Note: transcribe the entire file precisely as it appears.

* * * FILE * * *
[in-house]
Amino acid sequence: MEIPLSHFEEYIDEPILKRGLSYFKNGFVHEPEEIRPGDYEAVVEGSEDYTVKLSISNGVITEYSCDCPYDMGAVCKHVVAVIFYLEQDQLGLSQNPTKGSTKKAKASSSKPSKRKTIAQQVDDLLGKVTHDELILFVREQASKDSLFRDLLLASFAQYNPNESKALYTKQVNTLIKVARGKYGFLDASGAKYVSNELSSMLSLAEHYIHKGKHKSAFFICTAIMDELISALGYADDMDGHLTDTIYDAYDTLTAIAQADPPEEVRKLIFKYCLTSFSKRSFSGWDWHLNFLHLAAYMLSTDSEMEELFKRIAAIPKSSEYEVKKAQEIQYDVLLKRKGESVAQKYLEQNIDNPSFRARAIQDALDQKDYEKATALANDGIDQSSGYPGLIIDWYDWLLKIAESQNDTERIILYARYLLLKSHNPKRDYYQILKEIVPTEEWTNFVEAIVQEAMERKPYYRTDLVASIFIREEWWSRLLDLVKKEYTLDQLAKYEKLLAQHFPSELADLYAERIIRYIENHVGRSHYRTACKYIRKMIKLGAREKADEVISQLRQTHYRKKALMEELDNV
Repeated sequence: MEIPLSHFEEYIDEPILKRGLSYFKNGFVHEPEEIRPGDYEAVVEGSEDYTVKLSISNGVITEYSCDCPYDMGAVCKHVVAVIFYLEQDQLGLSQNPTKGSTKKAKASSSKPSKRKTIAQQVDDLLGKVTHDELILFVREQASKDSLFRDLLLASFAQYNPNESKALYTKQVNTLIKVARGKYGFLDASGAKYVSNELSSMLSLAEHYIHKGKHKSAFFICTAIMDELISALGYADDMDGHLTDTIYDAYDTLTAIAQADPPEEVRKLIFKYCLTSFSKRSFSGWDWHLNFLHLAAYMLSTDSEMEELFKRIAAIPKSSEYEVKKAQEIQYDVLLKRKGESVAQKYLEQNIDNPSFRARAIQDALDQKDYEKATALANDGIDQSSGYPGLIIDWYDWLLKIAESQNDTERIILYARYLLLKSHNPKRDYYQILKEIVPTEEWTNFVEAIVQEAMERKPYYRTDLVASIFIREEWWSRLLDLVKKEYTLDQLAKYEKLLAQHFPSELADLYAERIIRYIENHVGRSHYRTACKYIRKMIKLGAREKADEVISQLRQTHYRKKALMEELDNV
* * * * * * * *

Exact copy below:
[in-house]
Amino acid sequence: MEIPLSHFEEYIDEPILKRGLSYFKNGFVHEPEEIRPGDYEAVVEGSEDYTVKLSISNGVITEYSCDCPYDMGAVCKHVVAVIFYLEQDQLGLSQNPTKGSTKKAKASSSKPSKRKTIAQQVDDLLGKVTHDELILFVREQASKDSLFRDLLLASFAQYNPNESKALYTKQVNTLIKVARGKYGFLDASGAKYVSNELSSMLSLAEHYIHKGKHKSAFFICTAIMDELISALGYADDMDGHLTDTIYDAYDTLTAIAQADPPEEVRKLIFKYCLTSFSKRSFSGWDWHLNFLHLAAYMLSTDSEMEELFKRIAAIPKSSEYEVKKAQEIQYDVLLKRKGESVAQKYLEQNIDNPSFRARAIQDALDQKDYEKATALANDGIDQSSGYPGLIIDWYDWLLKIAESQNDTERIILYARYLLLKSHNPKRDYYQILKEIVPTEEWTNFVEAIVQEAMERKPYYRTDLVASIFIREEWWSRLLDLVKKEYTLDQLAKYEKLLAQHFPSELADLYAERIIRYIENHVGRSHYRTACKYIRKMIKLGAREKADEVISQLRQTHYRKKALMEELDNV
Repeated sequence: MEIPLSHFEEYIDEPILKRGLSYFKNGFVHEPEEIRPGDYEAVVEGSEDYTVKLSISNGVITEYSCDCPYDMGAVCKHVVAVIFYLEQDQLGLSQNPTKGSTKKAKASSSKPSKRKTIAQQVDDLLGKVTHDELILFVREQASKDSLFRDLLLASFAQYNPNESKALYTKQVNTLIKVARGKYGFLDASGAKYVSNELSSMLSLAEHYIHKGKHKSAFFICTAIMDELISALGYADDMDGHLTDTIYDAYDTLTAIAQADPPEEVRKLIFKYCLTSFSKRSFSGWDWHLNFLHLAAYMLSTDSEMEELFKRIAAIPKSSEYEVKKAQEIQYDVLLKRKGESVAQKYLEQNIDNPSFRARAIQDALDQKDYEKATALANDGIDQSSGYPGLIIDWYDWLLKIAESQNDTERIILYARYLLLKSHNPKRDYYQILKEIVPTEEWTNFVEAIVQEAMERKPYYRTDLVASIFIREEWWSRLLDLVKKEYTLDQLAKYEKLLAQHFPSELADLYAERIIRYIENHVGRSHYRTACKYIRKMIKLGAREKADEVISQLRQTHYRKKALMEELDNV